In vitro and in vivo depletion of T cells.
Arnold R., Bunjes D., Wiesneth M., Hertenstein B., Theobald M., Heimpel H., Hale G., Waldmann H.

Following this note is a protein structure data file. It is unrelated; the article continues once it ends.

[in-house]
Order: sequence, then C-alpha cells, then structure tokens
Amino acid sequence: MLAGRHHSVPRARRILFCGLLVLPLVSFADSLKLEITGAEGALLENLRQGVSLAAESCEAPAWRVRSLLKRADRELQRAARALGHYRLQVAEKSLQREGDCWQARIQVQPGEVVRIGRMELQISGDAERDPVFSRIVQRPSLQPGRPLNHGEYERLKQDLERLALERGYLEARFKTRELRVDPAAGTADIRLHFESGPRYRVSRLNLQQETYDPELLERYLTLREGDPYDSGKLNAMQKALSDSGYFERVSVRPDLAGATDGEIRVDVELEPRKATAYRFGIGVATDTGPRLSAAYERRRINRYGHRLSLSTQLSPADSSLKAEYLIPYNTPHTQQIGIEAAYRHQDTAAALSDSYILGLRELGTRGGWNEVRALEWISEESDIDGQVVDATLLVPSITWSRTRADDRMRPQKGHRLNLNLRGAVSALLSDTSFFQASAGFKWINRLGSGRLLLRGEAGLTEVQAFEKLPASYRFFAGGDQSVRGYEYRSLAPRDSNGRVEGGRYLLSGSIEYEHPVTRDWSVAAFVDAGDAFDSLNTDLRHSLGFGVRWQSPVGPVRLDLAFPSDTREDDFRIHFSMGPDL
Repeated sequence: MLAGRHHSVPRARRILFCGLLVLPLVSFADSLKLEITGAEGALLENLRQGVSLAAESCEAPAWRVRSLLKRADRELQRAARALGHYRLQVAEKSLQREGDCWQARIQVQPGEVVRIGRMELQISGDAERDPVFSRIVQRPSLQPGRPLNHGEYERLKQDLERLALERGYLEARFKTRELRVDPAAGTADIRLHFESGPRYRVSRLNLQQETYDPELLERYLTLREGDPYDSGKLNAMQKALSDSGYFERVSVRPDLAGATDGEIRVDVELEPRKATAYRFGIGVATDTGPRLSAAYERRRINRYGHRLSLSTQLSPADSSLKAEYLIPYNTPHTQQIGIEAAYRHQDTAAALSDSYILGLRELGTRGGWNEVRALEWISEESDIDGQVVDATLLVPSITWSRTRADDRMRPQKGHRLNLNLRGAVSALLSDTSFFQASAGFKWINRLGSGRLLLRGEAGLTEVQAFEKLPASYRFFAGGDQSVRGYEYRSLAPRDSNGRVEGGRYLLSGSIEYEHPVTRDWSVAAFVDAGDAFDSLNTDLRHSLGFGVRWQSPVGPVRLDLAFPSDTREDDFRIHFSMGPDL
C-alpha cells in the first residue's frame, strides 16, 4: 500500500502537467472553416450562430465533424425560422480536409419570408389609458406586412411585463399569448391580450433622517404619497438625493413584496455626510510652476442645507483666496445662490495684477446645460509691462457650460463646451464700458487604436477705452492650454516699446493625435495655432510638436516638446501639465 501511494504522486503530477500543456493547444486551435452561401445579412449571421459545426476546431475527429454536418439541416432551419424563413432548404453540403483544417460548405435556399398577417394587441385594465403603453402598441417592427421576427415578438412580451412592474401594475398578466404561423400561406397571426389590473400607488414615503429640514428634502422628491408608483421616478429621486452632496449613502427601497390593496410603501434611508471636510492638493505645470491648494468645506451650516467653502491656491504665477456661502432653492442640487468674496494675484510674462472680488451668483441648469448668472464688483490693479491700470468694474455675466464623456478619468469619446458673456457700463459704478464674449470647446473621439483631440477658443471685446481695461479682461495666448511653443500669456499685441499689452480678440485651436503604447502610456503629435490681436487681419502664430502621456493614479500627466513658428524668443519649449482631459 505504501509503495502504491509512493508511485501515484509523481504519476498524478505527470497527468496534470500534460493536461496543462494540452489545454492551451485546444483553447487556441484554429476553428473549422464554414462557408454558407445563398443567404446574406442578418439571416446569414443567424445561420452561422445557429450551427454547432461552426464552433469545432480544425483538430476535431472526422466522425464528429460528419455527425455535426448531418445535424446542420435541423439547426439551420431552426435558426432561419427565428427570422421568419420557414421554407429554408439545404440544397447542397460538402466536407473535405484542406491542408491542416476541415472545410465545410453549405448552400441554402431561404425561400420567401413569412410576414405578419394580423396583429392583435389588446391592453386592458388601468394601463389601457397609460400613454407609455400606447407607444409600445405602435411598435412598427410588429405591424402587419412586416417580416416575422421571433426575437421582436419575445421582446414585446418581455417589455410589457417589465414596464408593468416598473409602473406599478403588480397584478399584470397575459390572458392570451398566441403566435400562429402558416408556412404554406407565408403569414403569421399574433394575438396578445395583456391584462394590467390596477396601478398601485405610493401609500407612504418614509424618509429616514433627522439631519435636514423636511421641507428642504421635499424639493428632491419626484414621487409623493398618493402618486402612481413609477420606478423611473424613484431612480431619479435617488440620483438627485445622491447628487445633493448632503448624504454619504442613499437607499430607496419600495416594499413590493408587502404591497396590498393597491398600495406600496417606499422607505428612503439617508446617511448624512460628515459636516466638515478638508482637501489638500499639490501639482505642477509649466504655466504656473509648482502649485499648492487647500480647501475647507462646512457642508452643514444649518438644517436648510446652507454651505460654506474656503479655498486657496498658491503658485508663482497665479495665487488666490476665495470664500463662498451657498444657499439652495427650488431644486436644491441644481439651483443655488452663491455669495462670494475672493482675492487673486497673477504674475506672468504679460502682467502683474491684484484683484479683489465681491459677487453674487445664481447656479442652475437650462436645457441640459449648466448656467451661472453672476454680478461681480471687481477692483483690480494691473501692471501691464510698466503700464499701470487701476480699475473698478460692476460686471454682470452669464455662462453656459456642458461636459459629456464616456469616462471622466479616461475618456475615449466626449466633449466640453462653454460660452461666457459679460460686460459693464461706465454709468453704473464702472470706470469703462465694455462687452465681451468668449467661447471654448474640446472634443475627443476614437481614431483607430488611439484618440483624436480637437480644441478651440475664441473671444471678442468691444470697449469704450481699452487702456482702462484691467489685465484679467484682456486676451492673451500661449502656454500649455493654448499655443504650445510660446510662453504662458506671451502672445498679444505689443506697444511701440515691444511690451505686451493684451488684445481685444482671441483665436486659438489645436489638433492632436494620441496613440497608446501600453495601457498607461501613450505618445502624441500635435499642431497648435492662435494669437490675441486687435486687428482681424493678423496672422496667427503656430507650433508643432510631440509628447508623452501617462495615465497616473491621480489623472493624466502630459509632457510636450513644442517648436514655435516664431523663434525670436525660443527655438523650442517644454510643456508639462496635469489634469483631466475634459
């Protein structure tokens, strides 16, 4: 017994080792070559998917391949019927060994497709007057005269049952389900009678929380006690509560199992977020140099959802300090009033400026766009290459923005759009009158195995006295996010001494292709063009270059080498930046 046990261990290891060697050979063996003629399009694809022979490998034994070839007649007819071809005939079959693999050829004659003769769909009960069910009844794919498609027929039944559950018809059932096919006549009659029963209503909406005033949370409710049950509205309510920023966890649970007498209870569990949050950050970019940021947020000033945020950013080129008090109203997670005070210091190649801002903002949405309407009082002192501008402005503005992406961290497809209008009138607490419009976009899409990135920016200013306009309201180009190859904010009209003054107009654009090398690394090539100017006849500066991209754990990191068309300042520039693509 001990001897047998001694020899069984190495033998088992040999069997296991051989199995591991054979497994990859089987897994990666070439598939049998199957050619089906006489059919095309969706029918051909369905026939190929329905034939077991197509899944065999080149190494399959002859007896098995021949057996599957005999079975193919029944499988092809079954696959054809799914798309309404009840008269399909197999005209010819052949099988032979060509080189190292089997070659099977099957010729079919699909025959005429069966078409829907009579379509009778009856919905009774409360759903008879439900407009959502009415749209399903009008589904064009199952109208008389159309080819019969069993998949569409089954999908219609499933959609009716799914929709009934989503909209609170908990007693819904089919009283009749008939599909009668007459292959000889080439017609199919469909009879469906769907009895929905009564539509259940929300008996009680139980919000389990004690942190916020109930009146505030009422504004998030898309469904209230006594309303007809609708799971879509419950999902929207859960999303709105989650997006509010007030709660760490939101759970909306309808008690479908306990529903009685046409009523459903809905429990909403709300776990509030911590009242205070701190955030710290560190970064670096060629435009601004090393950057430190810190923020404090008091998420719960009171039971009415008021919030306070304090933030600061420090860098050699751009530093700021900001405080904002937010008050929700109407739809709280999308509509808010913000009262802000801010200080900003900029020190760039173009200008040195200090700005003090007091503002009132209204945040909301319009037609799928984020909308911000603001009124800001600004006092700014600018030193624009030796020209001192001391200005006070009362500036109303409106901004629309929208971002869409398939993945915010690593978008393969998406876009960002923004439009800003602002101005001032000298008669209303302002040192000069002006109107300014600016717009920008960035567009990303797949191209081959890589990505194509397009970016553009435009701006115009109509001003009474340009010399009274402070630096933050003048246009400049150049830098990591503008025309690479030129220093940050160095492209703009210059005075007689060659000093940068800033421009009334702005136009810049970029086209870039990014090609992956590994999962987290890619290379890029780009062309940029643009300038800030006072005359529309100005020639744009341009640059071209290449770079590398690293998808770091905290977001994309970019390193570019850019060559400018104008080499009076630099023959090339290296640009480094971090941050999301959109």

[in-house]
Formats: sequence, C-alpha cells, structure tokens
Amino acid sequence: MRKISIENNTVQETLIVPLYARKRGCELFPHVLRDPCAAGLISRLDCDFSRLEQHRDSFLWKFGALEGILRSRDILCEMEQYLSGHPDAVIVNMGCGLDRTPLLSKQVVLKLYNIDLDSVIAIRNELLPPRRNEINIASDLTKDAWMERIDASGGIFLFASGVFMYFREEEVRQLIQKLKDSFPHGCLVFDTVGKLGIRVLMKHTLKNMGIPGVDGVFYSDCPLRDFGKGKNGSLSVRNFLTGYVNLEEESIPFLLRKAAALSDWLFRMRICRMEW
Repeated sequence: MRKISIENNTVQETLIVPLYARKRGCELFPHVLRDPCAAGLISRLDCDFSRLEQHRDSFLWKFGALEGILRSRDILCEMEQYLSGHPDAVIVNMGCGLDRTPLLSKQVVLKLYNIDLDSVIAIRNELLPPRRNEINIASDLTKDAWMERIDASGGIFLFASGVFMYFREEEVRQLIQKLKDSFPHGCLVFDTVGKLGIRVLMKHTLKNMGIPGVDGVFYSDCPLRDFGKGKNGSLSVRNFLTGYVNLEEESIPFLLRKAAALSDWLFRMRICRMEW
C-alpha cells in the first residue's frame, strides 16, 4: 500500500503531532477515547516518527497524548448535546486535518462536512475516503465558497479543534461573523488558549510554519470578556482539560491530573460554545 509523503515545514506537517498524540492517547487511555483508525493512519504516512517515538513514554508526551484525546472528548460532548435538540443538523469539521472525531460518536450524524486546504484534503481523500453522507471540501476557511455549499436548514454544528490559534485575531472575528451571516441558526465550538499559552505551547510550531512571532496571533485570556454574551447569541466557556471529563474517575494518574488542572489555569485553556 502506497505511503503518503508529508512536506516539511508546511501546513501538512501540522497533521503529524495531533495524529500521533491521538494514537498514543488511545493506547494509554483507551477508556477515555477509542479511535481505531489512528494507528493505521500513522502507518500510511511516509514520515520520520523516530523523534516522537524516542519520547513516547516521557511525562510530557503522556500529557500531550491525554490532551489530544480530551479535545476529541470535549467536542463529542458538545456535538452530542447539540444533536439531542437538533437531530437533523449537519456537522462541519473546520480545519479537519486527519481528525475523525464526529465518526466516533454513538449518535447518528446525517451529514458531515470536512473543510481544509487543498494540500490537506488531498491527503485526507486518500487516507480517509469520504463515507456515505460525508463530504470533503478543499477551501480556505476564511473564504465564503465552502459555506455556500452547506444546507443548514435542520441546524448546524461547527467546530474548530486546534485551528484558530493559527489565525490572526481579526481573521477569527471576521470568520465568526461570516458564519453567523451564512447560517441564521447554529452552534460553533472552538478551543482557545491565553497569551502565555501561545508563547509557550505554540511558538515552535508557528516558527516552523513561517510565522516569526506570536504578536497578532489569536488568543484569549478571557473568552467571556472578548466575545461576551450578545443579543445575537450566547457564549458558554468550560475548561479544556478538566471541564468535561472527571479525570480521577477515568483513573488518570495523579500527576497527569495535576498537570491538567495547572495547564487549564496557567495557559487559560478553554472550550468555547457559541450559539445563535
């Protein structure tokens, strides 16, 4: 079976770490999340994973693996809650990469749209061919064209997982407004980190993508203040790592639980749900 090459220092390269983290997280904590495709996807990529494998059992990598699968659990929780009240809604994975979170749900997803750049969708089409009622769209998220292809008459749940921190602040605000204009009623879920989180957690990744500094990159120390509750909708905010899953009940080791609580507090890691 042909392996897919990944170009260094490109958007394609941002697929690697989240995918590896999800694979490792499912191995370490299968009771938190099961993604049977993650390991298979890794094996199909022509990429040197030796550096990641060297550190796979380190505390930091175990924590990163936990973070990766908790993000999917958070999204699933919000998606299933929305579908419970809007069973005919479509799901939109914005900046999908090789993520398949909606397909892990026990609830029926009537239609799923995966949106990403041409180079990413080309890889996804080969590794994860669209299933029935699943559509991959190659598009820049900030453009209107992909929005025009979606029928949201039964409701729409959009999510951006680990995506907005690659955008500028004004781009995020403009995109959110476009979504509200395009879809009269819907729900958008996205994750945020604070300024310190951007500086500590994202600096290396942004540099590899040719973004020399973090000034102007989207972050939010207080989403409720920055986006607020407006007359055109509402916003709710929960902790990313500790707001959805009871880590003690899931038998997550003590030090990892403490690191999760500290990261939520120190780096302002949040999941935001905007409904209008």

Transplant related mortality and relapse after bmt have a negative influence on the outcome of patients transplanted for acute leukaemia in first remission. Transplant related mortality includes graft-versus-host disease, infections and graft failure. To prevent gvhd and associated infections without increased graft rejection, a protocol of combined in vivo/ex vivo T-cell depletion (Campath IgG 20 mg i.v. for 5 days and Campath IgM T-cell depleted graft) with no further immunosuppression was initiated. Up to now 22 adult patients (median age 39 years, range 21 to 51) have been transplanted. One graft failure most probably due to persistent leukaemia, three acute gvhd (grade I) and no chronic gvhd occurred. Two patients relapsed after bmt and died. Two further patients died due to idiopathic interstitial pneumonitis and acute liver failure, respectively. Eighteen patients are alive in complete remission. With a median follow up of 13 months (1-30) the probability of survival is 78%, disease free survival is 80% and transplant related mortality is 10%. We compared these results with 3 historical control groups with different regimens of gvhd prophylaxis. 1. MTX group (n = 15): With a median follow up of 135 (115-147) months after bmt the probability of survival is 40%, disease free survival is 40% and transplant related mortality is 60% (mainly gvhd and infection). 2. Campath group (only ex vivo T-cell depletion n = 25): With a median follow up of 86 (62-102) months probability of survival is 52%, disease free survival is 43% and transplant related mortality is 36% (mainly rejection and infection).(ABSTRACT TRUNCATED AT 250 WORDS)